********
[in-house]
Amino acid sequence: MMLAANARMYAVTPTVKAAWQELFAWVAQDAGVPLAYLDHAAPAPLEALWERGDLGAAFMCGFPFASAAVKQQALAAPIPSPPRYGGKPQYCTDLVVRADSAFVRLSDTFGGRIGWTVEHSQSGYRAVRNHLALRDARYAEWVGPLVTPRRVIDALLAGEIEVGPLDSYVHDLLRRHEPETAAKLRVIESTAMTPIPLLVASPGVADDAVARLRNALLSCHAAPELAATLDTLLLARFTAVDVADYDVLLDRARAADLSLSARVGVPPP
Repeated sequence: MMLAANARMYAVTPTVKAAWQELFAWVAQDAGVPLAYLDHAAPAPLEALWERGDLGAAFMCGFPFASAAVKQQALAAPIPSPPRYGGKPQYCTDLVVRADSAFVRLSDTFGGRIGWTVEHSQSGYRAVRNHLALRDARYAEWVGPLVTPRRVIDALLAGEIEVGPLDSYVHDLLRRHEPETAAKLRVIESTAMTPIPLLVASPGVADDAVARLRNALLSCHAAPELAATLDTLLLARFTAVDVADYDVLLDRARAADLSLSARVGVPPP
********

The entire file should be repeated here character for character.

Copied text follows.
[in-house]
Amino acid sequence: MMLAANARMYAVTPTVKAAWQELFAWVAQDAGVPLAYLDHAAPAPLEALWERGDLGAAFMCGFPFASAAVKQQALAAPIPSPPRYGGKPQYCTDLVVRADSAFVRLSDTFGGRIGWTVEHSQSGYRAVRNHLALRDARYAEWVGPLVTPRRVIDALLAGEIEVGPLDSYVHDLLRRHEPETAAKLRVIESTAMTPIPLLVASPGVADDAVARLRNALLSCHAAPELAATLDTLLLARFTAVDVADYDVLLDRARAADLSLSARVGVPPP
Repeated sequence: MMLAANARMYAVTPTVKAAWQELFAWVAQDAGVPLAYLDHAAPAPLEALWERGDLGAAFMCGFPFASAAVKQQALAAPIPSPPRYGGKPQYCTDLVVRADSAFVRLSDTFGGRIGWTVEHSQSGYRAVRNHLALRDARYAEWVGPLVTPRRVIDALLAGEIEVGPLDSYVHDLLRRHEPETAAKLRVIESTAMTPIPLLVASPGVADDAVARLRNALLSCHAAPELAATLDTLLLARFTAVDVADYDVLLDRARAADLSLSARVGVPPP